A5. Yes, funding will still be available for those that submit proposals after May 17, 2018. NRCan will reserve a portion of funding for projects submitted as part of the continuous intake process and for later years of the program.
6. Are there any regional allocation caps to ensure that funds are equitably geographically distributed?
A6. Allocations or caps by region have not been established. Regional balance is a key aspect of the program and will be considered during the review process.
7. For deployment, how might the remaining 60% of funds for the project be sourced? Will this need to be confirmed prior to application?
A7. The deployment component may offer funding for up to 40% of total project costs. The remaining funds for a project can come from a variety of sources, including other federal or provincial / territorial funding programs and private sources of financing. Applicants may also choose to use their own financial support. Confirmation of funding sources is not required prior to your application, but will need to be finalized before a contribution agreement is signed. Preference may be given to project applications that leverage other sources of funding.
8. Is support from other levels of government required?
A8. Support from other levels of government is not required; however given that provinces, territories and utilities lead on supplying electricity and heat to communities, these groups will be approached during the due diligence phase. Any early consultation and engagement with these groups will be beneficial.
Program Component Eligible Activities
1. What are eligible costs?
A1. Please refer to section 8.1 in the Applicant’s Guide for the full list.
2. What is a "replacement fuel"?
A2. A “Replacement fuel” reduces diesel use by transitioning to use other fossil fuels for electricity and heat generation. Given this program supports the deployment and demonstration of renewable energy technologies, a switch from diesel (or heavy fuel oil or propane) to another fossil fuel, such as natural gas, is not currently eligible.
3. Can you explain the “bundling” method to reach the 250 kW threshold for the deployment component?
A3. An applicant may combine multiple technologies to reach the threshold (for example, a 200kW wind turbine and a 50kW solar photovoltaic (PV) system) or combined projects in multiple locations (for example, five communities that each install 50 kW of solar PV). Please note, that these must be combined as one application.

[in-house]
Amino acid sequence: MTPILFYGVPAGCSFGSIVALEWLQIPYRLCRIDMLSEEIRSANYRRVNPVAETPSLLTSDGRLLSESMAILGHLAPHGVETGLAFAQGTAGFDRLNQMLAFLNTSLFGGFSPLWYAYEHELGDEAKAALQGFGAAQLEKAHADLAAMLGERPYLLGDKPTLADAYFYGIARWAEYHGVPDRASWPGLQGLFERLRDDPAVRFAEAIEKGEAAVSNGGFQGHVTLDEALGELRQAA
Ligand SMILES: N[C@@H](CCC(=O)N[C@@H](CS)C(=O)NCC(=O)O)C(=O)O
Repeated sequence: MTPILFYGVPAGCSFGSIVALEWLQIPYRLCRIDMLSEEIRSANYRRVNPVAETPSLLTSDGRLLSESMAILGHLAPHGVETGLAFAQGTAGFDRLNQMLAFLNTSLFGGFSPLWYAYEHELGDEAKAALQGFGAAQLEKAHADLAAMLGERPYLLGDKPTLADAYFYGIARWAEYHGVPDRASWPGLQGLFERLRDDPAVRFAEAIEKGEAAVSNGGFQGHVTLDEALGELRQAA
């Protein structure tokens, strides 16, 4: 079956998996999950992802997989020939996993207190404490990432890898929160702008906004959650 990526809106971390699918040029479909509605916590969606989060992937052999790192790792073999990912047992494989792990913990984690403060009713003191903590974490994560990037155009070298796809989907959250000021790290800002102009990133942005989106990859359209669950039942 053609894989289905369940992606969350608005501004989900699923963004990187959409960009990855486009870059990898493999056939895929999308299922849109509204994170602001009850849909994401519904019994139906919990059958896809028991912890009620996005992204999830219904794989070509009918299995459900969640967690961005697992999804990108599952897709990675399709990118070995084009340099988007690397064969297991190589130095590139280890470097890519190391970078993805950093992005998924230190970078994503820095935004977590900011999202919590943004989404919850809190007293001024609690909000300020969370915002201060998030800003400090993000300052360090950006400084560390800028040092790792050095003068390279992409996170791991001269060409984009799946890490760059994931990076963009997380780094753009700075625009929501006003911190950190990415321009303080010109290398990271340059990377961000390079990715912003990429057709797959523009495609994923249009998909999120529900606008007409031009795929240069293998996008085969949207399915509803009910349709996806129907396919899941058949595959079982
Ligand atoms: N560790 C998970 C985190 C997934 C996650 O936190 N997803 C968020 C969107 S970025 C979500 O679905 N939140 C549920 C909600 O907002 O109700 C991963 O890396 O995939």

4. For the demonstration component, how close to readiness must a project be to apply for funding?
A4. Please refer to Annex 4 of the Applicant’s Guide that describes the technology readiness levels (TRLs). It is expected that a demonstration project will advance the TRL of a technology by a minimum of 1 level. A TRL of greater than 9 is considered commercially ready. Systems need to be ready for demonstration in a remote community, therefore, NRCan would expect a final TRL of 8-9.
5. Is funding available for Front-end engineering and design (FEED)? What are the requirements?
A5. A FEED study can receive funding under the demonstration component. As outlined in Annex 2 Section 3 of the Applicant’s Guide, a FEED Study will focus on the technical requirements as well as financial and regulatory requirements to complete a demonstration project. There must be a specific demonstration as the end goal. The Applicant’s Guide further mentions that a feasibility study may be incorporated, but it would focus on specific technical, financial and/or regulatory requirements, such as the siting location, operation and maintenance needs, etc. It is expected that broad or pre-feasibility studies have been conducted prior to the demonstration proposal submission. FEEDs may occur over multiple years.